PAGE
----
First Look – Hak5 Bashbunny – Stealing Credentials + More

I recently posted about Hak5 releasing its latest tool they are calling the Bashbunny. For those familiar with their other tools, its like a combination of the LAN Turtle and Rubber Ducky. In this post, I’ll give a first look and run the same attack against locked computers as I did with my LAN Turtle using the responder module posted HERE.

For those new to these tools, the Bashbunny is a small USB device that abuses the concept of drivers. Unlike Hak5’s other tools, this little guy emulates various types of USB devices such as Ethernet, serial, keyboards, flash drives and so on tricking the system to give it access to data. All you do is use a script from the Bashbunny github or write your own in any text editor software, copy that code to a folder on the USB and plug it into a victim’s system.

I ordered mine from hak5 and it took about a week to receive it. When I received mine, it looked like Darren Kitchen personally walked to his local UPS and mailed it … just kidding.This is what came with it. Basically stickers, the tool and cable.

Working with it is pretty easy. On the side are three settings. The one closest to the USB plug sets it as a USB drive (as shown). The other two settings are used to set it to run a payload.When you plug it in as a USB drive, you will see some basic info and a payload folder. Clicking the payload folder will bring up two folders called switch1 and switch2, which are were you place the payload code. The third folder is a library for storing payloads. I spent time downloading all of the attacks from the gethub page into that library folder. This way I can just copy from there and drop it into one of the switch folders. The gethub page is found HERE. There isn’t that many attacks available now however more are coming for sure. Also its pretty easy to use any of those as an example to create your own. For example, think about a protocol you would want to see if a machine is running and adjust the RDP checker payload to match for that protocol. Its pretty easy to figure out.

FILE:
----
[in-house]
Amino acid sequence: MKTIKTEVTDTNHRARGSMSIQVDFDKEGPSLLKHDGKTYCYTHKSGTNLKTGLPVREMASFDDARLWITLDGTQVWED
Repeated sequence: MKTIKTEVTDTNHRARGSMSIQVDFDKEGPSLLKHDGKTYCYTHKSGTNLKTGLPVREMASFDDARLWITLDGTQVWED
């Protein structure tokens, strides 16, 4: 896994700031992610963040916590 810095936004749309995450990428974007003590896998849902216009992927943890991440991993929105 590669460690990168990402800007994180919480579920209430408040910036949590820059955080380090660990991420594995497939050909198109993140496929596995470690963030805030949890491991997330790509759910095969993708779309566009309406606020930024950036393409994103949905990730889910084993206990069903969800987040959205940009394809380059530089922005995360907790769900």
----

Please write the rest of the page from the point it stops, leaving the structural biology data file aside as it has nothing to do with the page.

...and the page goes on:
To test things out, I used the responder attack, which is a method to steal credentials from a locked computer.  To do this, I first downloaded the code from the gethub page. Next I replaced the payload.txt file found in switch2 with the payload.txt responder code. Next I unplugged the USB, moved the side switch on the bashbunny to the top most position and plugged it into a locked PC. The next image shows the color code found in the read me file that explains what you will see via the color changes. More details on this attack can be found HERE.

Other options on the getup page are Bunnytap (its basically Sammy Kamkar’s Poisontap attack found HERE), evaluation tools such as scanning using nmap and many others. I haven’t had a ton of time to mess with the other payloads yet but what I have worked with was REALLY EASY to use and modify to my needs. Like the rubber ducky, the flexibility and possibly use cases for this are almost endless.

The tool is really new so there should be many new payloads coming over the next few months. This is by far the easiest tool to setup and use. For 100 bucks, its worth checking out. Learn more via I’m going to try it out in the field over the next month and will post some successful payloads.  I’m wondering how this will work with IoE devices that have USB drives. More to come on that ….